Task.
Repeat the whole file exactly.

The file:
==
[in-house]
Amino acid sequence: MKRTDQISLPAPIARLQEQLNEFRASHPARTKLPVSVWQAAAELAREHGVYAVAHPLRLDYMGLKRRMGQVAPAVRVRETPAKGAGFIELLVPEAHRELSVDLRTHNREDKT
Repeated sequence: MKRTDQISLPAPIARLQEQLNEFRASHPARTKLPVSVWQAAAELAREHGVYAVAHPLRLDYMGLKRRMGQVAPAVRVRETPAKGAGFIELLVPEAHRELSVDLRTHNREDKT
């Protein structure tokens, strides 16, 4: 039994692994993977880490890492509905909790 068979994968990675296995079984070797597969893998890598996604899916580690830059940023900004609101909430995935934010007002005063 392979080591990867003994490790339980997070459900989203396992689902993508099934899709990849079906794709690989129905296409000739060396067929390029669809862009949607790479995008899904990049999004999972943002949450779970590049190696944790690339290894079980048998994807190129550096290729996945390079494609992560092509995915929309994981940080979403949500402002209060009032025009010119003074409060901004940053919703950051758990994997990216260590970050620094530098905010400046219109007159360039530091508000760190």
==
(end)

[in-house]
Amino acid sequence: MKRTDQISLPAPIARLQEQLNEFRASHPARTKLPVSVWQAAAELAREHGVYAVAHPLRLDYMGLKRRMGQVAPAVRVRETPAKGAGFIELLVPEAHRELSVDLRTHNREDKT
Repeated sequence: MKRTDQISLPAPIARLQEQLNEFRASHPARTKLPVSVWQAAAELAREHGVYAVAHPLRLDYMGLKRRMGQVAPAVRVRETPAKGAGFIELLVPEAHRELSVDLRTHNREDKT
């Protein structure tokens, strides 16, 4: 039994692994993977880490890492509905909790 068979994968990675296995079984070797597969893998890598996604899916580690830059940023900004609101909430995935934010007002005063 392979080591990867003994490790339980997070459900989203396992689902993508099934899709990849079906794709690989129905296409000739060396067929390029669809862009949607790479995008899904990049999004999972943002949450779970590049190696944790690339290894079980048998994807190129550096290729996945390079494609992560092509995915929309994981940080979403949500402002209060009032025009010119003074409060901004940053919703950051758990994997990216260590970050620094530098905010400046219109007159360039530091508000760190």